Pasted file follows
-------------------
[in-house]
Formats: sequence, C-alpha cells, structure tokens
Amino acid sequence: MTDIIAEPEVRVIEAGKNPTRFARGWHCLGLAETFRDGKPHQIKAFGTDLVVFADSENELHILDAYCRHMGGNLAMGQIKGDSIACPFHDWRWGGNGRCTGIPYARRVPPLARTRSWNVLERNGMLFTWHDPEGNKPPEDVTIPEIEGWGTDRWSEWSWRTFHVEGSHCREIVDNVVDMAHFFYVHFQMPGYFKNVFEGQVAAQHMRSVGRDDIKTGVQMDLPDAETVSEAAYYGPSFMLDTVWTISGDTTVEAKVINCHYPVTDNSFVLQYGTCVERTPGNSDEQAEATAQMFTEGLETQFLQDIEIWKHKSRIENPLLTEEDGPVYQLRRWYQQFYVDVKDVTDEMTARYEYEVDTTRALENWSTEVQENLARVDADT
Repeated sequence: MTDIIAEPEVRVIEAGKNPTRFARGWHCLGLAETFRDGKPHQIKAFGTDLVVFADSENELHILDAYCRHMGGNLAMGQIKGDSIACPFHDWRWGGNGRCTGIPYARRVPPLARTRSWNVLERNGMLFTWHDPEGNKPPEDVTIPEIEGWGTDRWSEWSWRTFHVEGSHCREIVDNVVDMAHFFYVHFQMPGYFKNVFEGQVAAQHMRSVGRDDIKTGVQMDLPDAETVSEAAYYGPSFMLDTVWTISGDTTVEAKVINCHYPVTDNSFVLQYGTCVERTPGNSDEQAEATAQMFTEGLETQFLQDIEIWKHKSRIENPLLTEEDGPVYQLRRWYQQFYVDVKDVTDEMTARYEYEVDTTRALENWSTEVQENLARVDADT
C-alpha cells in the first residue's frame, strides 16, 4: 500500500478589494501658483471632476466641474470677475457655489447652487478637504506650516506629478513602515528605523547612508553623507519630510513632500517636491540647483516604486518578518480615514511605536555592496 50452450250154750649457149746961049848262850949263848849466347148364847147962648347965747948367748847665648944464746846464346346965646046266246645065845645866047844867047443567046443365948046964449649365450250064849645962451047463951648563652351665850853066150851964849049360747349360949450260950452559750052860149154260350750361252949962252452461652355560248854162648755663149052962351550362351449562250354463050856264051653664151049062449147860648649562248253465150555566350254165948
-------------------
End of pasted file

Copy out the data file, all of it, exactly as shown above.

[in-house]
Formats: sequence, C-alpha cells, structure tokens
Amino acid sequence: MTDIIAEPEVRVIEAGKNPTRFARGWHCLGLAETFRDGKPHQIKAFGTDLVVFADSENELHILDAYCRHMGGNLAMGQIKGDSIACPFHDWRWGGNGRCTGIPYARRVPPLARTRSWNVLERNGMLFTWHDPEGNKPPEDVTIPEIEGWGTDRWSEWSWRTFHVEGSHCREIVDNVVDMAHFFYVHFQMPGYFKNVFEGQVAAQHMRSVGRDDIKTGVQMDLPDAETVSEAAYYGPSFMLDTVWTISGDTTVEAKVINCHYPVTDNSFVLQYGTCVERTPGNSDEQAEATAQMFTEGLETQFLQDIEIWKHKSRIENPLLTEEDGPVYQLRRWYQQFYVDVKDVTDEMTARYEYEVDTTRALENWSTEVQENLARVDADT
Repeated sequence: MTDIIAEPEVRVIEAGKNPTRFARGWHCLGLAETFRDGKPHQIKAFGTDLVVFADSENELHILDAYCRHMGGNLAMGQIKGDSIACPFHDWRWGGNGRCTGIPYARRVPPLARTRSWNVLERNGMLFTWHDPEGNKPPEDVTIPEIEGWGTDRWSEWSWRTFHVEGSHCREIVDNVVDMAHFFYVHFQMPGYFKNVFEGQVAAQHMRSVGRDDIKTGVQMDLPDAETVSEAAYYGPSFMLDTVWTISGDTTVEAKVINCHYPVTDNSFVLQYGTCVERTPGNSDEQAEATAQMFTEGLETQFLQDIEIWKHKSRIENPLLTEEDGPVYQLRRWYQQFYVDVKDVTDEMTARYEYEVDTTRALENWSTEVQENLARVDADT
C-alpha cells in the first residue's frame, strides 16, 4: 500500500478589494501658483471632476466641474470677475457655489447652487478637504506650516506629478513602515528605523547612508553623507519630510513632500517636491540647483516604486518578518480615514511605536555592496 50452450250154750649457149746961049848262850949263848849466347148364847147962648347965747948367748847665648944464746846464346346965646046266246645065845645866047844867047443567046443365948046964449649365450250064849645962451047463951648563652351665850853066150851964849049360747349360949450260950452559750052860149154260350750361252949962252452461652355560248854162648755663149052962351550362351449562250354463050856264051653664151049062449147860648649562248253465150555566350254165948